A popular Westcountry music festival has been axed.
Organiser Dan Thompson blames the pulling of council funds for the decision to cancel the Barbican International Jazz and Blues Festival.
Mr Thompson, whose company, Kaos Production Ltd, created and produced the event, said: "We're sorry to say that we can't put on our festival in 2013 because we have no public funding, and that's a real shame for The Barbican, for Plymouth and for the region."
The festival, which started life in the quayside quarter of Plymouth in 2008, raises income from ticket sales, advertising and sponsorship.
But it needs public money to place high-quality free music shows on the streets of the Barbican. Other funds from the newly-formed Plymouth Waterfront Partnership have not materialised in time for an event in 2013.
A spokeswoman for Plymouth City Council said they were "extremely disappointed" about the cancellation.
She added: "It was made clear to Mr Thompson from the outset that initial funding support from the council would only be available until 2012, on the basis that over time alternative sources of revenue would be found.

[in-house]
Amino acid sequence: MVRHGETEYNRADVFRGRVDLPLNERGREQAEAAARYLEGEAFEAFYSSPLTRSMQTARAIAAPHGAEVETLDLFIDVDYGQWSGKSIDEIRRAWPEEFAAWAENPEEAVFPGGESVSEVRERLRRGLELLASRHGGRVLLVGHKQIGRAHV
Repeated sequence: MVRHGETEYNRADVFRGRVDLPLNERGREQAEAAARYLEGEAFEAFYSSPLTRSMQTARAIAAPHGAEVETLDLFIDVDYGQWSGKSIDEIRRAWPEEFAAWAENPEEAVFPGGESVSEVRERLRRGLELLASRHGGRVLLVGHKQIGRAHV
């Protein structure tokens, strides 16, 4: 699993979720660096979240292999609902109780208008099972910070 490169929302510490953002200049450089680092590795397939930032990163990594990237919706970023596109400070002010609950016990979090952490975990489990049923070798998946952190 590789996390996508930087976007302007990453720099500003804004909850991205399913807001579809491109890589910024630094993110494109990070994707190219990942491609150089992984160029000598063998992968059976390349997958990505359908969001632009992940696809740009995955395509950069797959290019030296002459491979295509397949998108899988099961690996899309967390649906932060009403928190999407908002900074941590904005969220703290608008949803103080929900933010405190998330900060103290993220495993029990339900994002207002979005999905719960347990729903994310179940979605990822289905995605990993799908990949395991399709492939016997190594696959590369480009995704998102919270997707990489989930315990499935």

"The council agreed that funding for the first four years was to help establish the festival in the city's annual calendar of events, but that it was to become a commercial, self-funding venture by year five.
"We upheld our offer and contributed almost £40,000 since 2008."
Mr Thompson said: "In half a decade, we've built a reputation for a quality event on the waterfront that attracted visitors from beyond the city and across the Channel to enjoy what Plymouth has to offer.
"We were told repeatedly we'd get public funding to develop the festival to the next level, but that's never happened.
"It's a shame that we can't go forward with the support of the council and the Waterfront Partnership."
Bosses at the Waterfront Partnership insist that demands made on them were unrealistic. Sarah O'Leary, the waterfront manager, said the partnership contributed £6,500 to the event last year and had intended to contribute more toward the 2013 event. The investment comes from a levy on businesses in the waterfront area.
She added: "This year, however, the ask for funding rose more than six times for this single weekend event.
"PWP and our Destination Plymouth partners were unable to contribute such a large sum and be assured of a large-scale visitor number return."
David Parlby, chief executive of Plymouth Chamber of Commerce, said: "My reaction is one of surprise.
"A stop-start approach in events like this does damage the reputation of the event and you lose momentum, which I don't think is desirable."